Black art as activism 

Some people sitting up and crowding around an open top car in the street

New York-based writer, broadcaster and commentator Lola Adesioye explores the importance of Black artistic activism and traces key moments in history

By Lola Adesioye    Above image courtesy of Kwame Braithwaite

On the US presidential Inauguration Day in January, poet laureate Amanda Gorman roused the world’s soul with her powerful words. She stood on the shoulders of giants who have used art to awaken collective social and political consciousness, and spark the Black imagination.

For Black people long disenfranchised and deliberately locked out of established political processes – let’s not forget that Black Americans were only fully able to vote in 1965 after the passage of the Voting Rights Act – activism has never solely been the ‘hard power’ you might typically think of when you hear that word.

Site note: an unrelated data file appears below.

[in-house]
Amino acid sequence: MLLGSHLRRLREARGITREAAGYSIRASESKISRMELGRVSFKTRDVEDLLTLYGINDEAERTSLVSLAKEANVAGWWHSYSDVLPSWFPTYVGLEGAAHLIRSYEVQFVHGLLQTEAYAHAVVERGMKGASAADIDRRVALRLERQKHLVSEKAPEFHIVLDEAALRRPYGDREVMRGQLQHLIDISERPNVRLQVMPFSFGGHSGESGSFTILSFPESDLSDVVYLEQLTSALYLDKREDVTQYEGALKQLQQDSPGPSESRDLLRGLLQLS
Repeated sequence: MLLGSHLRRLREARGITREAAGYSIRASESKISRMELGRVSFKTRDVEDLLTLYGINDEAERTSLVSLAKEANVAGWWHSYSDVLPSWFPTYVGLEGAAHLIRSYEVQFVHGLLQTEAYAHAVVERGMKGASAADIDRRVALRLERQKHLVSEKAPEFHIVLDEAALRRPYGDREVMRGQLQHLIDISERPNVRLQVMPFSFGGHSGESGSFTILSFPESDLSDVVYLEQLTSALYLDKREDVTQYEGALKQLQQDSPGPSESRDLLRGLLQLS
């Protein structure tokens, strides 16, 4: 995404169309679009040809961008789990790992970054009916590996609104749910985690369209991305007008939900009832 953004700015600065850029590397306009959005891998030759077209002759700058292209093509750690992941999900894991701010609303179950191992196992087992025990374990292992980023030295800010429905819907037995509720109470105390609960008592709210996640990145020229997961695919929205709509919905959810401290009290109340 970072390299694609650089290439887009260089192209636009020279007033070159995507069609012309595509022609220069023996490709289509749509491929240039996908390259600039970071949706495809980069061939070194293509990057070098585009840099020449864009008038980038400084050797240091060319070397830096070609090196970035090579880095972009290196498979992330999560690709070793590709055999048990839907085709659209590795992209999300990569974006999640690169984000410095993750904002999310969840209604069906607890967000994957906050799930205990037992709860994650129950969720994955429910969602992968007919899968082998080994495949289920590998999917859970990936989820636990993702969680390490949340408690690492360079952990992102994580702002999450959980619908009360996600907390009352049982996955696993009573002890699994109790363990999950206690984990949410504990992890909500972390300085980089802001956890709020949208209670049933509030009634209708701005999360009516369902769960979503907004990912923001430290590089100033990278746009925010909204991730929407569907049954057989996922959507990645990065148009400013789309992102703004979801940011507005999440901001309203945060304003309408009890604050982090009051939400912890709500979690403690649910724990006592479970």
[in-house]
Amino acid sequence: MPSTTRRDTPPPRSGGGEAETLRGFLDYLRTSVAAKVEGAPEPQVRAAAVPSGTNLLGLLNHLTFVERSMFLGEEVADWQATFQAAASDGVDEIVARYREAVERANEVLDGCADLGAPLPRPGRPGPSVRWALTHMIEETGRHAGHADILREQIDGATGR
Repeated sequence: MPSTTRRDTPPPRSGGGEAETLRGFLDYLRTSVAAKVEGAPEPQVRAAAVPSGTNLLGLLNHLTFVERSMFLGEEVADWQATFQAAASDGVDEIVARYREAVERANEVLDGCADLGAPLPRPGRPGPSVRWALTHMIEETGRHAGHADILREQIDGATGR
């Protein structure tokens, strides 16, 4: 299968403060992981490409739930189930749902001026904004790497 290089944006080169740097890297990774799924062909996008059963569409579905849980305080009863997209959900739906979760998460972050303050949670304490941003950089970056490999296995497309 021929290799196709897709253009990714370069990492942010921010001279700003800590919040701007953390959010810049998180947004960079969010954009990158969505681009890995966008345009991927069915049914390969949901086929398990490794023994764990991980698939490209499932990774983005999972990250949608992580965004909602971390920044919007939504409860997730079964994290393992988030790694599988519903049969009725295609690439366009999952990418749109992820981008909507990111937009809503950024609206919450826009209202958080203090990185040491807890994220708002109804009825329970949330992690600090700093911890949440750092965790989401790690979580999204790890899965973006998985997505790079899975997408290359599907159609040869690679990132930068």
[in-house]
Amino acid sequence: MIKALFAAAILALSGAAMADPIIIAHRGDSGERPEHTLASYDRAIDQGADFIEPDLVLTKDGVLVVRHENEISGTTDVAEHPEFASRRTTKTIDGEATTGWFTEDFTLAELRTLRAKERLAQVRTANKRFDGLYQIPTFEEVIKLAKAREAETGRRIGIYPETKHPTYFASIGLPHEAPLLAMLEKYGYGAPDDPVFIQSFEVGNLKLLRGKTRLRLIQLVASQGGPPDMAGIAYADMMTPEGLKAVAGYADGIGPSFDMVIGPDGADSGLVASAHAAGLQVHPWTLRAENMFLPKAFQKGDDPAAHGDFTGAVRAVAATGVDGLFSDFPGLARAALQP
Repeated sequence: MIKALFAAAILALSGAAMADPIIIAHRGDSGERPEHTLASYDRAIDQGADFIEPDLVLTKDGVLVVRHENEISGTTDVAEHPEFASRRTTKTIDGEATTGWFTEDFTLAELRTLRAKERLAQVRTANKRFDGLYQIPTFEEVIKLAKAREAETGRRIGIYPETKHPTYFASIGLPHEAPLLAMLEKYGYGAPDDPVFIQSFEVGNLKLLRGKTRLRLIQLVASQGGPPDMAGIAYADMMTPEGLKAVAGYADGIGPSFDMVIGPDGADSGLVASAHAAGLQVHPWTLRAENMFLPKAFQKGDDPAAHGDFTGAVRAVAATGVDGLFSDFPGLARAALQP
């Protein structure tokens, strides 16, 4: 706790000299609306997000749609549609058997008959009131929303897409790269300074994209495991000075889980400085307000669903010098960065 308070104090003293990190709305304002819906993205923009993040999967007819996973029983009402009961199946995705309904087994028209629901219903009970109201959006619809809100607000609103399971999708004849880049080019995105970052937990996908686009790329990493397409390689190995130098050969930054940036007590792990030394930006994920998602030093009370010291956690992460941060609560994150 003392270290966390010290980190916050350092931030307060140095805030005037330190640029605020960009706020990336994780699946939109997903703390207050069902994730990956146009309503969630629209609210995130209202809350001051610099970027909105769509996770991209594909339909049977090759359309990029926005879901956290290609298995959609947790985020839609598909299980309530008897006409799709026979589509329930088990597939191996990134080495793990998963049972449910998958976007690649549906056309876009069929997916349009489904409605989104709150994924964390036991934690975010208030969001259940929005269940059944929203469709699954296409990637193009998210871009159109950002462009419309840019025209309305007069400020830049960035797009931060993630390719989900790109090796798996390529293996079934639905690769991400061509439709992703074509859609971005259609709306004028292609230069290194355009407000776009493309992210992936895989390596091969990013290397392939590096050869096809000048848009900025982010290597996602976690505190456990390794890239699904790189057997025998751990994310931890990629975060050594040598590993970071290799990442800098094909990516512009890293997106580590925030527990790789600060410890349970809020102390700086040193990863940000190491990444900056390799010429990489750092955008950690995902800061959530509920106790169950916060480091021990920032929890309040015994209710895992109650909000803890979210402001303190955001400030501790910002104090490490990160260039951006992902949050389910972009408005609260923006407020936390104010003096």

Protests, marches, sit-ins and other forms of direct political action are not to be underestimated; they have resulted in tangible changes, which have greatly advanced civil rights and American democracy. However, I would argue that Black art has just as an impactful and important role in driving social change as taking to the streets does.

There is a long tradition of the Black artist-activist using creativity as a catalyst to demand change, challenge stereotypes and reimagine Blackness, while simultaneously empowering and inspiring people not to give up in the face of oppression.